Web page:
A large cast of at least 12 actors in a wide range of ages gave life to the story. The Playhouse often brings back actors who have been seen in fully staged productions for their readings, so not only did I know 5 of the featured actors, I had seen a few more of them in other projects, and there were a few that looked familiar from one thing or another.
In a staged reading, sometimes the presence of the script and accompanying music stand can serve as a distraction to the audience, along with the additional actors sitting and reading along. That was not the case with this evening. A subtle attention to detail and character moments, coupled with some quick thinking on account of the actors, ensured that I (and hopefully other audience members) quickly left the “real” setting behind and felt instantly transported into the character’s world.
In the second act, it became even more clear that the actors were comfortable with going the extra mile, as the play included not one but TWO rather passionate kisses between characters, along with implied other entanglements. Relate-ability was key here too, as it was clear that the actors were having fun with those big moments! (as opposed to possibly getting swept up in the heightened drama within a fully staged production.)
The Monday night specials continue to well represent some of the hallmarks of creative live theatre and dynamic in the moment adventuring that often leads to the most rewards.
This weekend’s entertainment/arts culture vulture journeys led me to take in two stories that both explored the art and challenges of what is known and unknown in any given situation, and how individuals work around those issues – or not – and maintain a sense of awareness in their possible confusion.
I’ll save the movie for a separate post; here is a focus on the play:
Meadow Brook Theatre in Rochester, MI, is currently offering (just) the third professional production of Luce, a new play by JC Lee that premiered at NYC’s Lincoln Center last year. I learned that Lee had been a writer in residence for a year at my California hometown theatre, Marin Theatre Company.
The play is very much of the moment, with references to Facebook, mobile technology, teen obsession with texting, high school social dynamics and more. But the broad portrayal seen at Meadow Brook, while commendable, did not seem to fit with the ethos of emphasizing the smaller moments that the playwright was clearly going for.
Experienced and versatile local actress Serab Kamoo carries the show as Amy, Luce’s adoptive mother who wants nothing more than the best for her son. The rest of the cast gives strong effort to their roles, but I felt that only Kamoo truly convinced in her part. As Luce himself, Leroy S. Graham fares best with a monologue partway through the show, which is the only chance that the character has to truly speak for himself.
I couldn’t help but wonder if the show would have played differently on a smaller stage and with a more unified sense of direction. The script never spells our Luce’s specific intentions when his actions are called into question, but it never allows the character to get to the heart of the matter, either. Meadow Brook’s stage is well used in the design, with a clever conceit of a downstage area doubling as two locations thanks to some lighting maneuvering, but some of the intimacy of the drama is also lost in the wide space.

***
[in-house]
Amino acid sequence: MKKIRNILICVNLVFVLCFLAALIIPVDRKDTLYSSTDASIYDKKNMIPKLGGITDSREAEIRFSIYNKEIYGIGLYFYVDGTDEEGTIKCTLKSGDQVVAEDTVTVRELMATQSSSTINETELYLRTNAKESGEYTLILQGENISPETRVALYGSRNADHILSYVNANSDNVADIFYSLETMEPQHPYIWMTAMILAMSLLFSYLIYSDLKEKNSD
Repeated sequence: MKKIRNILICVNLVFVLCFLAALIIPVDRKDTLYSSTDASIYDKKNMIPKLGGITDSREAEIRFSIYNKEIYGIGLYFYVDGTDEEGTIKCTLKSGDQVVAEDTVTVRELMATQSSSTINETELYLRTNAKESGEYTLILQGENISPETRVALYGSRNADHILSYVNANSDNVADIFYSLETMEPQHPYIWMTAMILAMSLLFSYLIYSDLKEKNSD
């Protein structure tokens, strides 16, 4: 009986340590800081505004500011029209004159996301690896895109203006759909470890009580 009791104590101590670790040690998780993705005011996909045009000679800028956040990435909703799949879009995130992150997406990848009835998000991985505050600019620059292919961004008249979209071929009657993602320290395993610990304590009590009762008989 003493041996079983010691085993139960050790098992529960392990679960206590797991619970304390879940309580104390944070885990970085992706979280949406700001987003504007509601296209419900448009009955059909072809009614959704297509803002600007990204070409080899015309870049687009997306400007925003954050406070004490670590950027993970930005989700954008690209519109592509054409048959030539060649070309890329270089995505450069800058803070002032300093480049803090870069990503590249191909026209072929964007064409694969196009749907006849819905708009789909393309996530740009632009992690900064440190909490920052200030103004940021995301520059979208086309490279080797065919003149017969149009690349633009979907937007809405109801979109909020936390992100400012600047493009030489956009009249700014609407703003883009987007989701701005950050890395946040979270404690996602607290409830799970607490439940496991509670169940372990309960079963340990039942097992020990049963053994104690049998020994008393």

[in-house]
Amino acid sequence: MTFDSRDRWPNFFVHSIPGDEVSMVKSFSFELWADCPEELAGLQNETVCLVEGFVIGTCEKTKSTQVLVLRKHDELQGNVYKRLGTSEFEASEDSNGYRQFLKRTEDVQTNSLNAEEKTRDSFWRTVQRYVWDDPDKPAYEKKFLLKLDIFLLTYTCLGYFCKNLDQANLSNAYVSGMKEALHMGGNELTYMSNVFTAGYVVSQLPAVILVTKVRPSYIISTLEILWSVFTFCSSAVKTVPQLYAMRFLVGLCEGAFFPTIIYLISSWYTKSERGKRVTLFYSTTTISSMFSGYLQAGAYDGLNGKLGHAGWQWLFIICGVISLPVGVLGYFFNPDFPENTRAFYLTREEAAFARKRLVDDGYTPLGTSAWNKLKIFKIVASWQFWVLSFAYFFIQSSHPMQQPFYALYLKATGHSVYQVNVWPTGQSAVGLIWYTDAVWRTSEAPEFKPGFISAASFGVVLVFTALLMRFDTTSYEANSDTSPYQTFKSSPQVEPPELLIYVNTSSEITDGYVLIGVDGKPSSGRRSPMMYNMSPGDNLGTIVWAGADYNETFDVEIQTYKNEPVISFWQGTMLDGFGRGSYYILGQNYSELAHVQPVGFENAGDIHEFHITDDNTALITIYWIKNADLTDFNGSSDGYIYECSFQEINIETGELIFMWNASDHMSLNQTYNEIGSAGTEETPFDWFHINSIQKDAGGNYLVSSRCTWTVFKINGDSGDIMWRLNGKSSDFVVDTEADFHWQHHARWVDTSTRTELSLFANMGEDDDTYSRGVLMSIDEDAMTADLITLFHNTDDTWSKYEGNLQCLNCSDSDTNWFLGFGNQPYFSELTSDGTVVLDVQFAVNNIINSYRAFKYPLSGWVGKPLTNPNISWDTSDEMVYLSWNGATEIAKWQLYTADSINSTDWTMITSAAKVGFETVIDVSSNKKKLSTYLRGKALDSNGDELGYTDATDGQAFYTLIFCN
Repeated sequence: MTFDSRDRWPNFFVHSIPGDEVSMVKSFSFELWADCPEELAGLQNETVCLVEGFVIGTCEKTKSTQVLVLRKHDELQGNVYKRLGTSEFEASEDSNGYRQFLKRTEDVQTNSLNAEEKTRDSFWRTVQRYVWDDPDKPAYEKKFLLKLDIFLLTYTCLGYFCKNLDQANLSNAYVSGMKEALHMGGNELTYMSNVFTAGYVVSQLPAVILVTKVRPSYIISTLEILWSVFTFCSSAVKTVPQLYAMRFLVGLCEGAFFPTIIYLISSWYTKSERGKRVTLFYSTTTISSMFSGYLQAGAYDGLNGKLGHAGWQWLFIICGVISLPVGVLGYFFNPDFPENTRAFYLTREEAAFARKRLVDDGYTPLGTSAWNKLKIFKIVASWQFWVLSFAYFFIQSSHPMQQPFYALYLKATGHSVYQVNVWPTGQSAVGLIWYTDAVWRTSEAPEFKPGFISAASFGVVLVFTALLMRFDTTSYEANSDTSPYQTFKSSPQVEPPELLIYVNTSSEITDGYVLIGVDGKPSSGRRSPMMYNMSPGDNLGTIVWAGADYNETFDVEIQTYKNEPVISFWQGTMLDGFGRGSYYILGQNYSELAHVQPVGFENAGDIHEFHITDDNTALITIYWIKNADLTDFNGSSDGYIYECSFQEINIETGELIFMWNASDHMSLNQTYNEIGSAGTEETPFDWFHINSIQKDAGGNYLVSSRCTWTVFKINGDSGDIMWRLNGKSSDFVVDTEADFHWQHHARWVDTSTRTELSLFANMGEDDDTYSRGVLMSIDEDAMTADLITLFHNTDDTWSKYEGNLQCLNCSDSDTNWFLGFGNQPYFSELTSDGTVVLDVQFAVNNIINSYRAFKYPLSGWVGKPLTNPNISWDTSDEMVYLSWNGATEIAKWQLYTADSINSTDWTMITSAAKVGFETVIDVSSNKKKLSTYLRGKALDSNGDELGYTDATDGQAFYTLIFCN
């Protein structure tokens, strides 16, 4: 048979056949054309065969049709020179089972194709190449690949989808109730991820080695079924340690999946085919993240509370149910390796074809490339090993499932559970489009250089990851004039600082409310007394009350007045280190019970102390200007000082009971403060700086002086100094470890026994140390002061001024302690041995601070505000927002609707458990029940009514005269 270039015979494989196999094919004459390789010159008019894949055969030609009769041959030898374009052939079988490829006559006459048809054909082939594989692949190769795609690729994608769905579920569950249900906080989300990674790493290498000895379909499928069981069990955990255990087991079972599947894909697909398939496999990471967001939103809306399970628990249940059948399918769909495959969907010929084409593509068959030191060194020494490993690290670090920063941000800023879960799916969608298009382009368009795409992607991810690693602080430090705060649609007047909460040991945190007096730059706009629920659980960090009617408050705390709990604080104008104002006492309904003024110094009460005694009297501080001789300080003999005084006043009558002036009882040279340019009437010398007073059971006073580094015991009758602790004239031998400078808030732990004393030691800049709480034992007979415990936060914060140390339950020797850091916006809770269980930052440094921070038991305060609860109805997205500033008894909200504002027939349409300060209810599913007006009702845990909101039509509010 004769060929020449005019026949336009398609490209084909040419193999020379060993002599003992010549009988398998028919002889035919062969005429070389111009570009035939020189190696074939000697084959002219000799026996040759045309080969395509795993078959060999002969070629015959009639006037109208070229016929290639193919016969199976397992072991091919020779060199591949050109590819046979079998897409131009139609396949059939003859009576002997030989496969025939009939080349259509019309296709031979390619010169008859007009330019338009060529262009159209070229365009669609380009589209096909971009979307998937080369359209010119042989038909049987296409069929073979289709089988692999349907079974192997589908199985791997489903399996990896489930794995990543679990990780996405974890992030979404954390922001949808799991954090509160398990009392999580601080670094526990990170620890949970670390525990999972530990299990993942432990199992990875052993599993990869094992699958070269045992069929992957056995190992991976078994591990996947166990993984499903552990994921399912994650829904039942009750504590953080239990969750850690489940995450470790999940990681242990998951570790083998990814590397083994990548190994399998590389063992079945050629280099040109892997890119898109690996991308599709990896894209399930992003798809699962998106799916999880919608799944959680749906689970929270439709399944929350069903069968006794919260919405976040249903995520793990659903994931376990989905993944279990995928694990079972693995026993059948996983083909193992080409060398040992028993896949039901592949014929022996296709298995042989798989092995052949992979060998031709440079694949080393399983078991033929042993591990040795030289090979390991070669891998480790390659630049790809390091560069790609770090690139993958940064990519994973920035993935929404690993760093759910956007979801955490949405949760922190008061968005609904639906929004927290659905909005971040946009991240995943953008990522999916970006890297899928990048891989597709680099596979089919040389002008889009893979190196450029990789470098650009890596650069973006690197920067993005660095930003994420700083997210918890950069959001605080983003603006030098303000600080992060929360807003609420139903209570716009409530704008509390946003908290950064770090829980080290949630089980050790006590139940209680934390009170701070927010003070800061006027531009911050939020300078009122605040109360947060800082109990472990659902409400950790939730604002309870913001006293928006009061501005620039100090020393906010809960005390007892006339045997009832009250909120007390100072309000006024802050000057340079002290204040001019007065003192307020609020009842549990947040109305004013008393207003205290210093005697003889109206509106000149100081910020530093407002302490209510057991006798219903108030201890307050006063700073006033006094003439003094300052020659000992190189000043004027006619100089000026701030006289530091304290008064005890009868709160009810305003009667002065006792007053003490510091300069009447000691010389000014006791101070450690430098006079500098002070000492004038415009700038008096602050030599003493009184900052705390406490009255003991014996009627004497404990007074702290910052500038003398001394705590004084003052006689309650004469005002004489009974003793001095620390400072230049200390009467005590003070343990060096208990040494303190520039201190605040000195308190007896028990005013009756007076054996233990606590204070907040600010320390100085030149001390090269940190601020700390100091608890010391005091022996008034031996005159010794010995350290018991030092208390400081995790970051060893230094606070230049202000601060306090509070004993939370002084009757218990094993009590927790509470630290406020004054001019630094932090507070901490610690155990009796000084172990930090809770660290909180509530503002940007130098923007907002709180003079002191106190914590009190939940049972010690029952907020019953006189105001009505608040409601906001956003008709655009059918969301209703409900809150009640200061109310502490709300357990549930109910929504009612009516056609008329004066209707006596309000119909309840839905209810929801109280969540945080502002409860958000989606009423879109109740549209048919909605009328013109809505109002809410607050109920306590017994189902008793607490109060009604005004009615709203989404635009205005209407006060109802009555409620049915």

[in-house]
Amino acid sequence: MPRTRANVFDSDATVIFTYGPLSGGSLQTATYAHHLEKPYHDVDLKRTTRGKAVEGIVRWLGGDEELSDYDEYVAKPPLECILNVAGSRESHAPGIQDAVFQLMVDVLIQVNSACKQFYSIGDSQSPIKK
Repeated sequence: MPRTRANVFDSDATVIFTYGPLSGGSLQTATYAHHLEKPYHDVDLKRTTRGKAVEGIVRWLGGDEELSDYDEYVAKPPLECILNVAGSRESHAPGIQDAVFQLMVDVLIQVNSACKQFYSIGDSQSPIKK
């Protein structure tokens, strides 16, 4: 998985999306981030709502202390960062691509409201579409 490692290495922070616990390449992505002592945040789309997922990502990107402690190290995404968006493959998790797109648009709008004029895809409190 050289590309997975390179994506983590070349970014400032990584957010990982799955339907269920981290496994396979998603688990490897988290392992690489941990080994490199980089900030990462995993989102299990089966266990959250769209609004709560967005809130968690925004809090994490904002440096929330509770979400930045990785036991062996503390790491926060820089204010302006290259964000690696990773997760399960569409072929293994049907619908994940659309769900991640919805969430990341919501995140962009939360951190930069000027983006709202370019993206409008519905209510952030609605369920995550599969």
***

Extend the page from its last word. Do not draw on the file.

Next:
The play is performed without intermission and suffers from a sense of anticlimax. Several scenes close to the end could easily be the end, and when the last scene comes around, the resolution feels less satisfying than if the story had closed on a more ambiguous note. Similarly, since Luce’s true intentions are never made clear after his actions are called into question, a note of uncertainty might have driven the plot home in a deeper and more direct way.
All this isn’t to say that I didn’t enjoy the play. I am always grateful when a theatre presents a new piece, and especially if it is something that stimulates a feeling of engagement and discussion.
Last Friday night I enjoyed a belated first visit to Hamtramck, Michigan’s Planet Ant Theatre, a small venue that has an ambitious slate of provocative plays. As sometimes happens, I’d wanted to go to this theatre earlier on and didn’t. But it was rewarding to be able to make the time to attend the Opening Night of this particular production.
The publicity materials for the show take care to spell out the basic premise of the play (what if a trio of protagonists from some of Shakespeare’s well-known works meet up in a single story?), but, delightfully, don’t give a sense of the creativity and free spiritedness of the production. The play has received additional press attention in a positive review by John Quinn of Encore Michigan and a feature article running in The Detroit News.
For me personally, the show was a delightful mash-up and reminder of a more creative side of theatre that I sometimes feel sad to not see very often in the professional world. This approach that I speak of is one that is not afraid of taking risks, rolling with the possibilities of a prompt or suggested activity, and being comfortable with the dramatic ambiguity or simply not knowing how a creative exercise might turn out. This was a hallmark of some of my most memorable improvisation and creative discovery based courses over the years, and in some cases, audience attending, such as at San Francisco’s BATS Improv.